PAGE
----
The only costs the lender can tell you for sure is the charges they are giving you - look at those because everything else is out of their control.
Your attorney will get a HUD right before closing. But if you are unsure about which costs are really yours and how it will all come out, speak to your Realtor or your attorney. They can give you the straight scoop that the lender can't by law.
I'm sorry that you are angry at some companies business model of offering a rebate to buyers. The agent I used doesn't have a broker's split - so she simply rebated what most agents would give back to their broker, to me.
The fact that you have time to sit on Trulia and respond to people you don't know in the way you do, speaks volumes. You should spend more time worrying about your own business, and less being bitter over the choices others make about who they hire and why. With that attitute and level of customer service, it's no wonder you have only 10 listings - 6 of which are under 100k.
Thanks to all who responded with informative answers! It was much appreciated!
Typically the tax proration that you receive as a credit at closing is not allowable on the Good Faith Estimate. This could be why the cash from closing is a bit more on the worksheet. However, the lender should be able to explain it to you more thoroughly since they put the numbers together.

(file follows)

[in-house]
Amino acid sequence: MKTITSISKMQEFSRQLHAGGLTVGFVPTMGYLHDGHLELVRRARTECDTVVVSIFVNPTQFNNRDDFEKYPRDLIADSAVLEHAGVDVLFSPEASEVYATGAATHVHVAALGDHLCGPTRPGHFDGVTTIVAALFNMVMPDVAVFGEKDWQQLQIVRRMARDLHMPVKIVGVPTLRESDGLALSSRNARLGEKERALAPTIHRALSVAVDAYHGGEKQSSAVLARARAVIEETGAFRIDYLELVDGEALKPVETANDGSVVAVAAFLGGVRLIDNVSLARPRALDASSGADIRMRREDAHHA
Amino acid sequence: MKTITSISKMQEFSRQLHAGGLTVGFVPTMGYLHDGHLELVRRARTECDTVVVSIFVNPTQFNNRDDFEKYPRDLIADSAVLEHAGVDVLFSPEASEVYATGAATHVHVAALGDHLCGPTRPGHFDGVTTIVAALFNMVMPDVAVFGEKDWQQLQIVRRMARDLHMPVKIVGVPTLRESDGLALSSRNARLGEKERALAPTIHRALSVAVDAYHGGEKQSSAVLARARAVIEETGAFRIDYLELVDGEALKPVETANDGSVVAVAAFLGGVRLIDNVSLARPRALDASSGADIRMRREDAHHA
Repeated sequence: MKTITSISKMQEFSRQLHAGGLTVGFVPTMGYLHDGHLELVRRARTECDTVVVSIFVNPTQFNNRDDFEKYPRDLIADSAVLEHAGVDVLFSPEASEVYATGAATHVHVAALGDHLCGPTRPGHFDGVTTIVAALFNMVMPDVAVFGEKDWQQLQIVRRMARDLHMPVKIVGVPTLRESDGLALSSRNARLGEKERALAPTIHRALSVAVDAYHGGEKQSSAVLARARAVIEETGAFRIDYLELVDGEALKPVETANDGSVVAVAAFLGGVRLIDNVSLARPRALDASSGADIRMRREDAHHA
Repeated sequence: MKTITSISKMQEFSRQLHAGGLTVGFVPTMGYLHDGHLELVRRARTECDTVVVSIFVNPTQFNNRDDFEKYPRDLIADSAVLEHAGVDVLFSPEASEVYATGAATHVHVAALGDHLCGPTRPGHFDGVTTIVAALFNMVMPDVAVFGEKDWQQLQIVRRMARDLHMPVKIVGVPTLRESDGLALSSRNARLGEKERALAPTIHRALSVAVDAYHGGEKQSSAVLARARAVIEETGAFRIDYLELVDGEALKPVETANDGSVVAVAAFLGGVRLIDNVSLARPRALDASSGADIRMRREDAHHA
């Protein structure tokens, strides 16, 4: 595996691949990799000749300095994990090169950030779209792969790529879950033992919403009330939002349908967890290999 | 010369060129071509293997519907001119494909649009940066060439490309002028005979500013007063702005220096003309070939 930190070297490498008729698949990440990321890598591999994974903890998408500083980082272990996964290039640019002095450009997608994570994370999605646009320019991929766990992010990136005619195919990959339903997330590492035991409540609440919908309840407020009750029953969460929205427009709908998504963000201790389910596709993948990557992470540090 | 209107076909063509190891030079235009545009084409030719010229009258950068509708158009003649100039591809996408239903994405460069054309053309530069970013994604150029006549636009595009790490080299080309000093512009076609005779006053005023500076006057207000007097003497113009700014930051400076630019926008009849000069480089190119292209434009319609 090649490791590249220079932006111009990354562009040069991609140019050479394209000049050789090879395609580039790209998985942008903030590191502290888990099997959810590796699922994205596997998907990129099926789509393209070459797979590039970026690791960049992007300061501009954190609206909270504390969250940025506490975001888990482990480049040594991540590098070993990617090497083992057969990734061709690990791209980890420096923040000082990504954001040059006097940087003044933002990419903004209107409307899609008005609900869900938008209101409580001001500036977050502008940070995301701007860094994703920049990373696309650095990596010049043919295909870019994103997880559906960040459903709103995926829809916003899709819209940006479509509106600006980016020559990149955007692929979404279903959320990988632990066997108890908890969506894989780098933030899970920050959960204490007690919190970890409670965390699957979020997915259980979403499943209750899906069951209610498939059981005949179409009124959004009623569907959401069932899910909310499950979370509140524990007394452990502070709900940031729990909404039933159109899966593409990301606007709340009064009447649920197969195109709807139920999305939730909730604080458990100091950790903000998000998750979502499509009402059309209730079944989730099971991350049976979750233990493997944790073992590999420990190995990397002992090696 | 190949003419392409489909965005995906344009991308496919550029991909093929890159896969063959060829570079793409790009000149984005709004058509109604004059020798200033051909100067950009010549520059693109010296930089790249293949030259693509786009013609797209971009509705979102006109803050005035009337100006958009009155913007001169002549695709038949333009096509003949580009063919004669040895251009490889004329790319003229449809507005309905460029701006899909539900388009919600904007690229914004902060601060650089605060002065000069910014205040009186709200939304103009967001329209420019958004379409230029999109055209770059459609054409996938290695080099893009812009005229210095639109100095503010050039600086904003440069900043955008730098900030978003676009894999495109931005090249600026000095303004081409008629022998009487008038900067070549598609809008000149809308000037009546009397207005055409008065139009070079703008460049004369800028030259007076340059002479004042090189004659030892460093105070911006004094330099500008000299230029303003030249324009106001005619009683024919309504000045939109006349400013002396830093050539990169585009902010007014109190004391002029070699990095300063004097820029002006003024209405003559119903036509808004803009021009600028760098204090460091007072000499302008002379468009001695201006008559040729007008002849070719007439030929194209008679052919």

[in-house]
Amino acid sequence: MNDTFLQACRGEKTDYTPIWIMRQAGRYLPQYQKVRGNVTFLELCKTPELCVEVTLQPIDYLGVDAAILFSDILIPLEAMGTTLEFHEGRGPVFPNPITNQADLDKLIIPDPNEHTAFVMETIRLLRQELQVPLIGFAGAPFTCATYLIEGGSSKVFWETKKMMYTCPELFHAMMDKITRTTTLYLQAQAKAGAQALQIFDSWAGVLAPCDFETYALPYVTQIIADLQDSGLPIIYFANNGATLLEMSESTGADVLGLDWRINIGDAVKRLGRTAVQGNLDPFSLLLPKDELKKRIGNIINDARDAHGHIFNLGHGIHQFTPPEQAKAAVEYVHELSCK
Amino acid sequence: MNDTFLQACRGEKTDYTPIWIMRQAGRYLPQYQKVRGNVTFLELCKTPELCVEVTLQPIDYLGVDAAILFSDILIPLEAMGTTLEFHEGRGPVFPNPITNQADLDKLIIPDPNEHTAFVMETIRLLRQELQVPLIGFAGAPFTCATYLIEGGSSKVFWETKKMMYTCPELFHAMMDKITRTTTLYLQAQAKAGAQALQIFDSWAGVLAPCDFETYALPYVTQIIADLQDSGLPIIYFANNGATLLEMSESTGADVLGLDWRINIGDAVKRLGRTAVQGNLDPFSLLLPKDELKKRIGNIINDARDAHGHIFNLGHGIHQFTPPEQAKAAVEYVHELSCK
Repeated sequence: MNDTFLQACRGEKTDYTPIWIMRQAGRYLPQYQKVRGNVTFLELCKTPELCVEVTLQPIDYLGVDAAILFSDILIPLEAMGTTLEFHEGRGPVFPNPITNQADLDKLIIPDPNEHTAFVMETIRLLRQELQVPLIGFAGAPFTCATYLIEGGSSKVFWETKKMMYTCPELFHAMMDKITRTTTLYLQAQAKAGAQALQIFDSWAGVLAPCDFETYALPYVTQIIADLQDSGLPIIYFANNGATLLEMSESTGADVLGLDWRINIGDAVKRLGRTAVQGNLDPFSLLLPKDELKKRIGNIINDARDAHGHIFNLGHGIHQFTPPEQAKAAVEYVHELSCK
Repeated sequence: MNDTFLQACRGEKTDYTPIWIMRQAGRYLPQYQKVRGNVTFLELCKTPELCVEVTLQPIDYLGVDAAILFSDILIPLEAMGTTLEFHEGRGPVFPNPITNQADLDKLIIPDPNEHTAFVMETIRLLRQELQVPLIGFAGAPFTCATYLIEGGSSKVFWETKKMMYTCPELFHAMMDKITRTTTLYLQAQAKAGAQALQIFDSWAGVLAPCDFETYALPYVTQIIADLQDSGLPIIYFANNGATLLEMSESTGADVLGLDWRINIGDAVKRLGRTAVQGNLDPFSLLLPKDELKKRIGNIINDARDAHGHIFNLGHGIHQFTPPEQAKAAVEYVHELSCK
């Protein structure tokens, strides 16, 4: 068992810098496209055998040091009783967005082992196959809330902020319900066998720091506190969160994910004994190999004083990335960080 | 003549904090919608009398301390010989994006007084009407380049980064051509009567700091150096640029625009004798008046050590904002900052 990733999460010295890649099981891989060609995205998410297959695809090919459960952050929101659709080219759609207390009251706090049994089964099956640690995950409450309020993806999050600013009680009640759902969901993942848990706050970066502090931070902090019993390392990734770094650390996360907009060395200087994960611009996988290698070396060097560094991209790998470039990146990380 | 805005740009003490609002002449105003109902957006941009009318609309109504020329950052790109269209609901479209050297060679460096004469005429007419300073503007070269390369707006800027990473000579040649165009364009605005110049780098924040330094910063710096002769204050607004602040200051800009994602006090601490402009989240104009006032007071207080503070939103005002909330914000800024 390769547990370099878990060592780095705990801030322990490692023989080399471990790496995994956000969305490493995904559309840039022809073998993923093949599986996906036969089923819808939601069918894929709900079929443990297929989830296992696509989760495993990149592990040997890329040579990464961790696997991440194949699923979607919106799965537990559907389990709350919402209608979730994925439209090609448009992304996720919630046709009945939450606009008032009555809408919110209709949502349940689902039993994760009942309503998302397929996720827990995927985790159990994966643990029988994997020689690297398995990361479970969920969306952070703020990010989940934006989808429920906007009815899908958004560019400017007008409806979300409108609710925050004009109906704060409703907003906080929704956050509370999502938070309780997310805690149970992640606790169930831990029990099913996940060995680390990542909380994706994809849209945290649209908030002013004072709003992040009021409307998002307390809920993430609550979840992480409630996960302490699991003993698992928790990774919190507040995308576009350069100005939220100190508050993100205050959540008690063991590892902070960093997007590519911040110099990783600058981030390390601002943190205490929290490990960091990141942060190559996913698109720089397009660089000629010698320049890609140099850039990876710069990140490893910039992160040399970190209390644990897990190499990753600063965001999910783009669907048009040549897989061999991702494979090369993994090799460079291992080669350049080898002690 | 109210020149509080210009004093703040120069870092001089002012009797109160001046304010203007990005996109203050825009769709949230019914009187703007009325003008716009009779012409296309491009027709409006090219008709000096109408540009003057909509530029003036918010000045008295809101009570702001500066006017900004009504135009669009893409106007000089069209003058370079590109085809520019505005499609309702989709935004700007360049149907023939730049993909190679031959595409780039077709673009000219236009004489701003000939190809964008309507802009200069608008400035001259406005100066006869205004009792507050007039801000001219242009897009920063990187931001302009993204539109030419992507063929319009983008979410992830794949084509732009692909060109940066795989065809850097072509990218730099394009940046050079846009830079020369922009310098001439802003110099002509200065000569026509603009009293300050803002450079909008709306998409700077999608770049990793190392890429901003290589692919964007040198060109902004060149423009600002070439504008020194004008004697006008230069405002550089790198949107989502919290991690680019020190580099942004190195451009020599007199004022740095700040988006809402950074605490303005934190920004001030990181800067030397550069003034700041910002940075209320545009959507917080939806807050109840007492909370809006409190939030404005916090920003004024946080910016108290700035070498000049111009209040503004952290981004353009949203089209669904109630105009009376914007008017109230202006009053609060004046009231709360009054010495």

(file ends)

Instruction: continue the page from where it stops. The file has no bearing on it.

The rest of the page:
I'm not angry. I also don't need to defend my business, although you're incorrect.
I just wouldn't choose to work with you.
Show me a broker whose business model is to give their customers money and I'll show you a broker who won't be in business long.
My clients appreciate my customer service so much they don't ask for money back. They also don't have to ask other professionals questions that aren't being adequately answered by those they've hired.
Best wishes to you, Gobears. You may not like the answer, but at least I put my own name to it.
I wrote a thoughtful and helpful answer. Then, I deleted it after reading your previous posts looking for brokers who would offer a rebate when representing you in your home purchase. I have no doubt that you've done the same with a lender. I, for one, am done answering your questions. If no one on your "team" seems to be giving you a response, perhaps you should evaluate your position on compensating them for their expertise. Of course, you could ask your attorney, but you probably opted not to hire one.
I'm sympathetic to those who legitimately need assistance with the process of buying a home. It seems to me, "Gobears", that your questions stem from either hiring less competant "professionals" or getting 50% effort for 50% compensation with the balance rebated to you. Either way, you're getting what you've paid for and you'll have to live with the choices you've made. How would your bathroom remodel turn out if you asked the contractor for a rebate? Would your dry cleaning by done on time if you ask him for a rebate? How about your meal and service at a restaurant if you asked for rebate on your tip? I just hope you didn't ask your home inspector for a rebate on your "as/is" home. That could be an expensive lesson I wouldn't wish on anyone.
Charles Rutenberg Realty